The Atlanta Botanical Garden Lights is probably one of my favorite holiday light displays. It could be because the Atlanta Botanical Gardens is one of my favorite Atlanta attractions.
Once you see the orchestral orbs with 14 million different colors dancing to holiday music, or witness the 25-foot tall Ice Goddess – a vision of wintry radiance with twinkling lights weaving through her tresses — you’ll want to make this a holiday tradition!
Garden Nights, Holiday Lights began in 2010 with more than a million energy-efficient LED lights. The bulbs consume up to 80 percent less electricity than traditional incandescent light bulbs, but also have a life span of five years more.
This year’s show runs November 13, 2021 – January 15, 2022, and features several lighted sculptures from the 2021 summer exhibition SUPERnatural: Glass Art by Jason Gamrath.
New for 2021 and Safety Protocols
While plenty of the show’s fan-favorite features will return in 2021, guests can expect new twists, including a colorful Glowing Grove along the Flower Walk, oversized flowers leading to Ice Goddess and, as we mentioned, lighted sculptures from SUPERnatural: Glass Art by Jason Gamrath.
Safety protocols will continue at the gardens during this event. Nightly capacity has been reduced, and tickets must be purchased online ahead of your visit.
To limit gathering crowds upon arrival, there are two entrances: General Admission ticket holders enter through the gates by Mershon Hall. Premium and Premium+ ticket holders will enter through the Hardin Visitor Center.
Masks are required indoors for all guests over the age of 2, vaccinated or not, and guests are asked to maintain social distancing.
To safely accommodate guests, the Night Light Tickets, Block Tickets and Group Tours are not offered in the 2021-2022 season. No tickets will be sold onsite.
Favorites Atlanta Botanical Gardens Lights
Visitors to the Garden Nights, Holiday Lights can meander among garden displays – including giant snowflakes, the tunnel of light, or get a photo taken at the Kiss Me Arch — all while sipping hot drinks and listening to strolling carolers.
Take a stroll through the Storza Woods on the Kendeda Canopy Walk — and see the beautiful light displays throughout.
One of the most loved exhibits is the Orchestral Orbs that change to 14 million different colors that dance to holiday music on the Great Lawn. Next to Nature’s Wonder, these are my favorite. I love the combination of the music and motion. You can’t help but get into the holiday spirit with the peppy soundtrack. It just makes for a great light show.
In addition, there is plenty of room for the kids (and maybe adults) to dance around while the Orbs change color to the music.
For the littles, and the little at heart, the holiday model train set up is always a favorite. The young boys doing laps around the display trying to keep up with the train reminded me of when my boys were young. And you can’t leave without stopping by the gift shop!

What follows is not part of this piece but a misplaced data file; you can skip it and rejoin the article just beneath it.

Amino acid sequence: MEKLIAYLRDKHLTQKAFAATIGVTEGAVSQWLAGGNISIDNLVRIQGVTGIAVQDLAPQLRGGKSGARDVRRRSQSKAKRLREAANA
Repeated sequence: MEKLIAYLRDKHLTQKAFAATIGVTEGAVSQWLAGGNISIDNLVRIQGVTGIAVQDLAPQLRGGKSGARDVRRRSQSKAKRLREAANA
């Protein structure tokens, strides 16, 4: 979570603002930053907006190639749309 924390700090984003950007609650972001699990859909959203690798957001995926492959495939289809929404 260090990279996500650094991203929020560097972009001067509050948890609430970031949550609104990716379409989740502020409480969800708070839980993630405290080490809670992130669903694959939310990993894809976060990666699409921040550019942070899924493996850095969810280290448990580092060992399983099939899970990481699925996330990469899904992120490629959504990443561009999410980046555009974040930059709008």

Warm up at the s’more roasting fire pits in front of Mershon Hall. While you are toasting marshmallows, be sure to notice the Chihuly glass sculpture in the fountain, a remnant of the very first art exhibit at the Botanical Gardens.
I always say I’ve learned more about art by visiting the Atlanta Botanical Gardens than I have about flowers. It started with the Chihuly glass exhibit, but my all time favorite was the Nikki in the Garden.
In addition to being interesting art shows, I think the Garden is such a wonderful backdrop for any exhibit. It’s like adding the symphony to a rock concert at Chastain.
9 Things You Need to Know about the Atlanta Botanical Gardens Lights
Go Early in the Season. This is a HUGELY popular attraction. It’s best to buy tickets early. This year, with limited capacity, that is especially so. The exhibit starts in mid-November and runs through early January.
Save Money on Non-Peak Days. In addition to smaller crowds, you’ll also save money going earlier in the season or on non-peak days. Members get an additional savings.
Go Late. A special Night Light ticket is available after 9 pm on peak nights, including Friday and Saturday. This ticket can only be purchased at the Garden. (Note: This is not happening in 2021 due to COVID-19 protocols.)
Dress Appropriately. This event is rain or shine, warm or cold. So once you purchase your tickets, they are non-refundable and non-transferrable (unless you do a Flex Ticket Upgrade). Atlanta weather can get cool, so dress to be outside.
Click here for a complete list of places to see Christmas Lights in Atlanta.
You Must Pay to Park. Depending on when you go, you’ll pay between $5 and $10 to park in the Atlanta Botanical Garden SAGE parking deck.
Go for Dinner. Choose between a sit down meal at Longleaf or a grab and go at the Quick Cafe. Longleaf welcomes walk-in guests, but during Garden Lights, you may want to make a reservation to ensure you get in. And if you want to host a holiday special event, this is the perfect place.
Gorgeous Views of Atlanta. In addition to the festive atmosphere, another reason I love the Atlanta Botanical Gardens Lights is the Skylights Lounge in the Skyline Garden (with one of the best views of Atlanta) and a cozy fireplace.
Trains. My boys love watching the model trains. I remember when my youngest was still learning to talk waving backwards saying ‘lie, lie’ as they went back through the tunnel.
Visit with St. Nick. On select days, you can also get your pictures with Santa. Dressed all in green, this is a great alternative to visiting with a crowded mall Santa. (Note: This is not happening in 2021 due to COVID-19.)